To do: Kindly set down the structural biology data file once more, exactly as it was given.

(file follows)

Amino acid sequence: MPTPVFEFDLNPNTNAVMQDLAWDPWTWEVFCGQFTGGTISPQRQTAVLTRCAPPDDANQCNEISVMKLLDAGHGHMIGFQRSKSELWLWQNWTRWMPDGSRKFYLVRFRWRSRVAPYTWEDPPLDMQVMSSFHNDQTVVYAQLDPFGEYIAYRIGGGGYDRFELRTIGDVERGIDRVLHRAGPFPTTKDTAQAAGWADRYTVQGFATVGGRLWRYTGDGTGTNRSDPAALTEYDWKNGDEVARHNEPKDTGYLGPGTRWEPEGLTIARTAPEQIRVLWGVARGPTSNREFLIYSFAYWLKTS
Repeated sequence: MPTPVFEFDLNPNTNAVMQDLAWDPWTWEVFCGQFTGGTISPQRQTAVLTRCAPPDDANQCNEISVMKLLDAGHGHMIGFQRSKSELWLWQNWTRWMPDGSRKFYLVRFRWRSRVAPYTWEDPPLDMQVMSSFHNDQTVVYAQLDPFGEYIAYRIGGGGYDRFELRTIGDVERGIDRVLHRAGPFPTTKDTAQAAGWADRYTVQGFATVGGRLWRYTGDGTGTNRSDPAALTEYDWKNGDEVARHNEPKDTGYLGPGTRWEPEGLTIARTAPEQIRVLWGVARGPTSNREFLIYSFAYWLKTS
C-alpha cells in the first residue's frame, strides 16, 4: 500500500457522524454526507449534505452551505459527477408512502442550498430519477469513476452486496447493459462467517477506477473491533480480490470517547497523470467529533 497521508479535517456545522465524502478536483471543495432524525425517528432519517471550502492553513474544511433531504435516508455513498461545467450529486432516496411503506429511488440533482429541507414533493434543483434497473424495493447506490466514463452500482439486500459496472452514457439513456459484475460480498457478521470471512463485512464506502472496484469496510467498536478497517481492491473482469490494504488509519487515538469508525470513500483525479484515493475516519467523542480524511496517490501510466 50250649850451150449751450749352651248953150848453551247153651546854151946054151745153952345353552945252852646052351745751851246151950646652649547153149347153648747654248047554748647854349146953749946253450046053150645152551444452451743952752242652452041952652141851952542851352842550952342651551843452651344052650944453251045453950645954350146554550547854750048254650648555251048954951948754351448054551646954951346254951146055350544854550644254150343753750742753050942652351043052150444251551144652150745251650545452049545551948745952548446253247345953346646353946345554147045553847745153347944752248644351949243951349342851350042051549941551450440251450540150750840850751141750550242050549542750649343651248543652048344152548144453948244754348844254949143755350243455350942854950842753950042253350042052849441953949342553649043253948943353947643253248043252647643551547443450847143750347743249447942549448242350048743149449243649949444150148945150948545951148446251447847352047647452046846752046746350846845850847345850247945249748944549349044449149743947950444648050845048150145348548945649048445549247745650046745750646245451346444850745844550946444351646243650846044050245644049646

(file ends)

Amino acid sequence: MPTPVFEFDLNPNTNAVMQDLAWDPWTWEVFCGQFTGGTISPQRQTAVLTRCAPPDDANQCNEISVMKLLDAGHGHMIGFQRSKSELWLWQNWTRWMPDGSRKFYLVRFRWRSRVAPYTWEDPPLDMQVMSSFHNDQTVVYAQLDPFGEYIAYRIGGGGYDRFELRTIGDVERGIDRVLHRAGPFPTTKDTAQAAGWADRYTVQGFATVGGRLWRYTGDGTGTNRSDPAALTEYDWKNGDEVARHNEPKDTGYLGPGTRWEPEGLTIARTAPEQIRVLWGVARGPTSNREFLIYSFAYWLKTS
Repeated sequence: MPTPVFEFDLNPNTNAVMQDLAWDPWTWEVFCGQFTGGTISPQRQTAVLTRCAPPDDANQCNEISVMKLLDAGHGHMIGFQRSKSELWLWQNWTRWMPDGSRKFYLVRFRWRSRVAPYTWEDPPLDMQVMSSFHNDQTVVYAQLDPFGEYIAYRIGGGGYDRFELRTIGDVERGIDRVLHRAGPFPTTKDTAQAAGWADRYTVQGFATVGGRLWRYTGDGTGTNRSDPAALTEYDWKNGDEVARHNEPKDTGYLGPGTRWEPEGLTIARTAPEQIRVLWGVARGPTSNREFLIYSFAYWLKTS
C-alpha cells in the first residue's frame, strides 16, 4: 500500500457522524454526507449534505452551505459527477408512502442550498430519477469513476452486496447493459462467517477506477473491533480480490470517547497523470467529533 497521508479535517456545522465524502478536483471543495432524525425517528432519517471550502492553513474544511433531504435516508455513498461545467450529486432516496411503506429511488440533482429541507414533493434543483434497473424495493447506490466514463452500482439486500459496472452514457439513456459484475460480498457478521470471512463485512464506502472496484469496510467498536478497517481492491473482469490494504488509519487515538469508525470513500483525479484515493475516519467523542480524511496517490501510466 50250649850451150449751450749352651248953150848453551247153651546854151946054151745153952345353552945252852646052351745751851246151950646652649547153149347153648747654248047554748647854349146953749946253450046053150645152551444452451743952752242652452041952652141851952542851352842550952342651551843452651344052650944453251045453950645954350146554550547854750048254650648555251048954951948754351448054551646954951346254951146055350544854550644254150343753750742753050942652351043052150444251551144652150745251650545452049545551948745952548446253247345953346646353946345554147045553847745153347944752248644351949243951349342851350042051549941551450440251450540150750840850751141750550242050549542750649343651248543652048344152548144453948244754348844254949143755350243455350942854950842753950042253350042052849441953949342553649043253948943353947643253248043252647643551547443450847143750347743249447942549448242350048743149449243649949444150148945150948545951148446251447847352047647452046846752046746350846845850847345850247945249748944549349044449149743947950444648050845048150145348548945649048445549247745650046745750646245451346444850745844550946444351646243650846044050245644049646